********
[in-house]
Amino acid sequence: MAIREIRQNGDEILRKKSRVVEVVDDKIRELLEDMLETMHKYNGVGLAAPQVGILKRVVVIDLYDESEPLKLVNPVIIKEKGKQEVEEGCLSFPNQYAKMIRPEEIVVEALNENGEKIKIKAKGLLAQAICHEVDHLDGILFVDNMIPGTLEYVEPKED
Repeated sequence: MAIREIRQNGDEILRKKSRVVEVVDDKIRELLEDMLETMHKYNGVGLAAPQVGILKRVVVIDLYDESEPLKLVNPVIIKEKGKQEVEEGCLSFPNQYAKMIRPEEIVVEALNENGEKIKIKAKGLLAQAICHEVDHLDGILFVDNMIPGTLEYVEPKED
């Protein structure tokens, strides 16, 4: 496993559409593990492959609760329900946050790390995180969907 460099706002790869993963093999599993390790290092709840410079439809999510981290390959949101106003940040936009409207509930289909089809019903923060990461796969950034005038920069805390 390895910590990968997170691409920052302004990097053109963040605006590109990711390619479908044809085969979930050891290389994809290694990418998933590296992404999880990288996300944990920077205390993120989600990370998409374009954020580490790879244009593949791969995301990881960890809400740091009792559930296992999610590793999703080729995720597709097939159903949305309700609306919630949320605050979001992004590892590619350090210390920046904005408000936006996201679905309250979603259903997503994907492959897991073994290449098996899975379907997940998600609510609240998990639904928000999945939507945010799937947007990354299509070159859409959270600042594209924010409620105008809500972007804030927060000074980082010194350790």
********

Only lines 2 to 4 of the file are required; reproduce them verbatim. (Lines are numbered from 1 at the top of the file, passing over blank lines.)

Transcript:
Amino acid sequence: MAIREIRQNGDEILRKKSRVVEVVDDKIRELLEDMLETMHKYNGVGLAAPQVGILKRVVVIDLYDESEPLKLVNPVIIKEKGKQEVEEGCLSFPNQYAKMIRPEEIVVEALNENGEKIKIKAKGLLAQAICHEVDHLDGILFVDNMIPGTLEYVEPKED
Repeated sequence: MAIREIRQNGDEILRKKSRVVEVVDDKIRELLEDMLETMHKYNGVGLAAPQVGILKRVVVIDLYDESEPLKLVNPVIIKEKGKQEVEEGCLSFPNQYAKMIRPEEIVVEALNENGEKIKIKAKGLLAQAICHEVDHLDGILFVDNMIPGTLEYVEPKED
């Protein structure tokens, strides 16, 4: 496993559409593990492959609760329900946050790390995180969907 460099706002790869993963093999599993390790290092709840410079439809999510981290390959949101106003940040936009409207509930289909089809019903923060990461796969950034005038920069805390 390895910590990968997170691409920052302004990097053109963040605006590109990711390619479908044809085969979930050891290389994809290694990418998933590296992404999880990288996300944990920077205390993120989600990370998409374009954020580490790879244009593949791969995301990881960890809400740091009792559930296992999610590793999703080729995720597709097939159903949305309700609306919630949320605050979001992004590892590619350090210390920046904005408000936006996201679905309250979603259903997503994907492959897991073994290449098996899975379907997940998600609510609240998990639904928000999945939507945010799937947007990354299509070159859409959270600042594209924010409620105008809500972007804030927060000074980082010194350790």